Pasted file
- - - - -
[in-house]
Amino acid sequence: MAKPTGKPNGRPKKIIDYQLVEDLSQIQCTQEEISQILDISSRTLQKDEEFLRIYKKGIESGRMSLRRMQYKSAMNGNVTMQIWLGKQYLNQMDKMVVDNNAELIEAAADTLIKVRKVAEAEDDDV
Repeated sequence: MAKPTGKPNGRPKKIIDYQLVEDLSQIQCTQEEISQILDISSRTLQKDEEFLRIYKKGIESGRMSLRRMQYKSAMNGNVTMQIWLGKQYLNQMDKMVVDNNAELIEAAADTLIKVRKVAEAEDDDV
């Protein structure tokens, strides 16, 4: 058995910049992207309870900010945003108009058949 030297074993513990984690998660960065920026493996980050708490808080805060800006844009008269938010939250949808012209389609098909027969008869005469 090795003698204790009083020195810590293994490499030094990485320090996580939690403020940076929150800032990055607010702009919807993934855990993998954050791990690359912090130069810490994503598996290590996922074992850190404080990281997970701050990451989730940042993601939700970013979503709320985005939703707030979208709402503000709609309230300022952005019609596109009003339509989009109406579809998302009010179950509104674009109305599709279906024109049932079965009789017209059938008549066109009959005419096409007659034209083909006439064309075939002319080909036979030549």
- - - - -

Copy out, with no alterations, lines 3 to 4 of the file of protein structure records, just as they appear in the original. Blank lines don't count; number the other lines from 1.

Repeated sequence: MAKPTGKPNGRPKKIIDYQLVEDLSQIQCTQEEISQILDISSRTLQKDEEFLRIYKKGIESGRMSLRRMQYKSAMNGNVTMQIWLGKQYLNQMDKMVVDNNAELIEAAADTLIKVRKVAEAEDDDV
């Protein structure tokens, strides 16, 4: 058995910049992207309870900010945003108009058949 030297074993513990984690998660960065920026493996980050708490808080805060800006844009008269938010939250949808012209389609098909027969008869005469 090795003698204790009083020195810590293994490499030094990485320090996580939690403020940076929150800032990055607010702009919807993934855990993998954050791990690359912090130069810490994503598996290590996922074992850190404080990281997970701050990451989730940042993601939700970013979503709320985005939703707030979208709402503000709609309230300022952005019609596109009003339509989009109406579809998302009010179950509104674009109305599709279906024109049932079965009789017209059938008549066109009959005419096409007659034209083909006439064309075939002319080909036979030549």